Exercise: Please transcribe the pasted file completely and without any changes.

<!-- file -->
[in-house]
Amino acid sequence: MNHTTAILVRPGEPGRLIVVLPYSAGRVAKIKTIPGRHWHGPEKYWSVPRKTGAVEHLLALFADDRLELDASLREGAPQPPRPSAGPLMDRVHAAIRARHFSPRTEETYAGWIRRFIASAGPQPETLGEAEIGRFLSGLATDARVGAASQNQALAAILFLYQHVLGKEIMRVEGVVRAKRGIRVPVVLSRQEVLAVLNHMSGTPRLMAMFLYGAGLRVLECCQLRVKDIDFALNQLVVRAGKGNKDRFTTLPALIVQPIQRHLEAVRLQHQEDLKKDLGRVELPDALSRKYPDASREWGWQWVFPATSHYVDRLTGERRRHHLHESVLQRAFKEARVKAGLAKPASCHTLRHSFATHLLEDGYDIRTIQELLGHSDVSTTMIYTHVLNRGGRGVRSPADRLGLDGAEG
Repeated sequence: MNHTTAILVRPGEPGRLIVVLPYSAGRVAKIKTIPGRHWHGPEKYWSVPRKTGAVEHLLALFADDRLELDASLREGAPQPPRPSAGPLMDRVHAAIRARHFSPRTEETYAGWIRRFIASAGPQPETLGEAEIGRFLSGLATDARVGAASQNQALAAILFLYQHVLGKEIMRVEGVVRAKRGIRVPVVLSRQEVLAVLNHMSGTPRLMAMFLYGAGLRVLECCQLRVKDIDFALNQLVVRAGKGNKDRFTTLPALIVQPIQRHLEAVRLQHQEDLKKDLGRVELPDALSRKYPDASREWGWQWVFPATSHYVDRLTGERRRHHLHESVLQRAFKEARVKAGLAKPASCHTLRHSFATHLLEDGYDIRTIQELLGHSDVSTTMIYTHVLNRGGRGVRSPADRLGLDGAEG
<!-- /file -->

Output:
[in-house]
Amino acid sequence: MNHTTAILVRPGEPGRLIVVLPYSAGRVAKIKTIPGRHWHGPEKYWSVPRKTGAVEHLLALFADDRLELDASLREGAPQPPRPSAGPLMDRVHAAIRARHFSPRTEETYAGWIRRFIASAGPQPETLGEAEIGRFLSGLATDARVGAASQNQALAAILFLYQHVLGKEIMRVEGVVRAKRGIRVPVVLSRQEVLAVLNHMSGTPRLMAMFLYGAGLRVLECCQLRVKDIDFALNQLVVRAGKGNKDRFTTLPALIVQPIQRHLEAVRLQHQEDLKKDLGRVELPDALSRKYPDASREWGWQWVFPATSHYVDRLTGERRRHHLHESVLQRAFKEARVKAGLAKPASCHTLRHSFATHLLEDGYDIRTIQELLGHSDVSTTMIYTHVLNRGGRGVRSPADRLGLDGAEG
Repeated sequence: MNHTTAILVRPGEPGRLIVVLPYSAGRVAKIKTIPGRHWHGPEKYWSVPRKTGAVEHLLALFADDRLELDASLREGAPQPPRPSAGPLMDRVHAAIRARHFSPRTEETYAGWIRRFIASAGPQPETLGEAEIGRFLSGLATDARVGAASQNQALAAILFLYQHVLGKEIMRVEGVVRAKRGIRVPVVLSRQEVLAVLNHMSGTPRLMAMFLYGAGLRVLECCQLRVKDIDFALNQLVVRAGKGNKDRFTTLPALIVQPIQRHLEAVRLQHQEDLKKDLGRVELPDALSRKYPDASREWGWQWVFPATSHYVDRLTGERRRHHLHESVLQRAFKEARVKAGLAKPASCHTLRHSFATHLLEDGYDIRTIQELLGHSDVSTTMIYTHVLNRGGRGVRSPADRLGLDGAEG